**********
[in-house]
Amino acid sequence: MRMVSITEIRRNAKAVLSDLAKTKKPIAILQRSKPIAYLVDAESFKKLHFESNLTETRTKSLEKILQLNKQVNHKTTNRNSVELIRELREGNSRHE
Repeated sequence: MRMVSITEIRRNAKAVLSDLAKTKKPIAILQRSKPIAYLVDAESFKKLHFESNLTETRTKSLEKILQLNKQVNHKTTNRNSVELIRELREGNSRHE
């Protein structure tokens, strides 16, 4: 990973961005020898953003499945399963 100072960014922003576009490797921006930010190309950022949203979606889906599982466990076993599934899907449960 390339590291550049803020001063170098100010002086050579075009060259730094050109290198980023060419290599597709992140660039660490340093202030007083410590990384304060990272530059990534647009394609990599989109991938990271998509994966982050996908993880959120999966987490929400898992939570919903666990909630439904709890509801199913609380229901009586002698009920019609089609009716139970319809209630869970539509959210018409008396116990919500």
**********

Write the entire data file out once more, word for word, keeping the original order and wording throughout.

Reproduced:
[in-house]
Amino acid sequence: MRMVSITEIRRNAKAVLSDLAKTKKPIAILQRSKPIAYLVDAESFKKLHFESNLTETRTKSLEKILQLNKQVNHKTTNRNSVELIRELREGNSRHE
Repeated sequence: MRMVSITEIRRNAKAVLSDLAKTKKPIAILQRSKPIAYLVDAESFKKLHFESNLTETRTKSLEKILQLNKQVNHKTTNRNSVELIRELREGNSRHE
């Protein structure tokens, strides 16, 4: 990973961005020898953003499945399963 100072960014922003576009490797921006930010190309950022949203979606889906599982466990076993599934899907449960 390339590291550049803020001063170098100010002086050579075009060259730094050109290198980023060419290599597709992140660039660490340093202030007083410590990384304060990272530059990534647009394609990599989109991938990271998509994966982050996908993880959120999966987490929400898992939570919903666990909630439904709890509801199913609380229901009586002698009920019609089609009716139970319809209630869970539509959210018409008396116990919500």